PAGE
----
Chiari Malformation

CHIARI (prodounced key-AR-ee) MALFORMATION, previously called an Arnold-Chiari malformation, occurs in one (1) out out of every 1000 births. Certain types of chiari malformations may not have any other associated spine or brain abnormality while others may have neuroanatomy deformities such as myelomeningocele, hydrocephalus, syringomyelia, tethered cord syndrome, or a curvature of the spine. A chiari malformation is a condition where a portion of the brain, the tonsillar region of the cerebellum, becomes wedged into a hole in the base of the skull and is referred to as a tonsillar herniation. Normally, the cerebellum lies above this hole in the base of the skull which is called the foraman magnum. The brain is connected to the spine via the brain stem which is the only anatomic structure that travels through the foramen magnum and once it passes through, becomes the spinal cord. The spinal cord is immediately protected within  the spinal canal that is formed by the vertebral bones of the spinal column. If a chiari malformation causes severe symptoms, a neurosurgeon needs to correct the herniationof the brain herniation by decompressing the pressure on the brain and restoring the brain back into the skull. At Centers for Neurosurgery, Spine, and Orthopedics, the New Jersey team includes world-renowned neurosurgeons, pain management doctors, and physical therapists that have years of experience successfully treating  adolescents and adults with Chiari malformations.

Types & Causes

There are three types of Chiari malformations depending on which part of the brain is pushed into the spinal canal and whether there are abnormalities of the brain or spine. Symptoms are believed to be due to the abnormalities affecting the flow of the cerebrospinal fluid (CSF) in the brain and spinal canal as well as pressure on the brain and brain stem.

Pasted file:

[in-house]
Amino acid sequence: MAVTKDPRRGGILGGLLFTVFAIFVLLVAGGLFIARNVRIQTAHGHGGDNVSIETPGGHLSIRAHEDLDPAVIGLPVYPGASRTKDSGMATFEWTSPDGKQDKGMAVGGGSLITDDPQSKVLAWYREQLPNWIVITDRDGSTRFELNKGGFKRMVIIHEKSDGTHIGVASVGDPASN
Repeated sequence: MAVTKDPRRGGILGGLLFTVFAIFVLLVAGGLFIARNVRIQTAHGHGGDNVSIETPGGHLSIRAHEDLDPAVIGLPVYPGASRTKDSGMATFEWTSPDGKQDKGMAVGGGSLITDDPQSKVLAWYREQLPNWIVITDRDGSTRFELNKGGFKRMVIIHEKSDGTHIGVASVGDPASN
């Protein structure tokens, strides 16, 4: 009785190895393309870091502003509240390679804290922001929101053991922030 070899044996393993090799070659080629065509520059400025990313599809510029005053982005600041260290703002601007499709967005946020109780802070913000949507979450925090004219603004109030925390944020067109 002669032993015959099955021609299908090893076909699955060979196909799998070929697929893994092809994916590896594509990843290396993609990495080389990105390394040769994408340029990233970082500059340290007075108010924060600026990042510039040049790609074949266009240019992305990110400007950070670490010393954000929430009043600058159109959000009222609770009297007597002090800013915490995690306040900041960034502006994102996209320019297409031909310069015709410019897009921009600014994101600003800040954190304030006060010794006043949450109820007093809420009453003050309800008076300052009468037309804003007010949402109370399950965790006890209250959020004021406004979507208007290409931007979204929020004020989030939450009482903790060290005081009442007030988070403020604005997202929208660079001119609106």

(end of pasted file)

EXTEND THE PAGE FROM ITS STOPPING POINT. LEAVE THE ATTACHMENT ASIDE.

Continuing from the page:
• Type I is associated with the brain and the base of the skull growth. Thus, it is usually diagnosed in late childhood or adulthood as a portion of the brain herniates through the base of the skull. Referred to as Chiari I.
  • Type II has a greater amount of the brain herniating through the base of the skull and frequently is accompanied by a myelomeningocele which is also a birth defect of the spine. Most commonly, a Type II is diagnosed by ultrasound of the infant while still in the mother’s uterus, shortly after birth, or during early infancy. Referred to as Chiari II.
  • Type III is the most severe cerebellum herniation of the three types of chiari malformations. Type III can be life-threatening. It should be detected by ultrasound during pregnancy or at birth. It is associated with a higher mortality rate than the other types of chiari malformations because there are more severe neurological abnormalities.

Several factors may contribute to a Type II or Type III congenital chiari malformation. Genetic mutations may cause the fetus to develop abnormally. The lack of proper vitamins such as folic acid during pregnancy may interfere with fetal development and neural tube formation.  Infection or fever during the pregnancy may also interfere with the development of the fetus along with exposure to toxic chemicals, illegal drugs, or alcohol consumption. Other associated congenital conditions are spinal bifida, Ehlers-Danlos, and an abnormal union of the vertebrae within the neck referred to as Klippel-Feil Syndrome.


Depending on the type of chiari malformation, the symptoms a patient experiences may differ. In Type I, symptoms may manifest as a headached,frequent loss of balance, lack of hand coordination, neck pain, dizziness, difficulty swallowing, and might be associated with choking, gagging, or vomiting.  Patients might also experience speech problems or horseness and may also experience sleep-related breathing disorders. These symptoms may be due to the elevated intracranial pressure, cranial neuropathies, brainstem compression, myelopathy orcerebellar dysfunction caused by the brain’s herniation. Type II is usually found at birth or prenatally. Symptoms may manifest as dysphagia, weakness in the arms, stridor, apneic episodes, and aspiration. Type III is associated with a high mortality rate usually due to respiratory failure during infancy. Those that survive may suffer from severe mental retardation, seizures, loss of muscle tone, spasticity, and nerve palsies.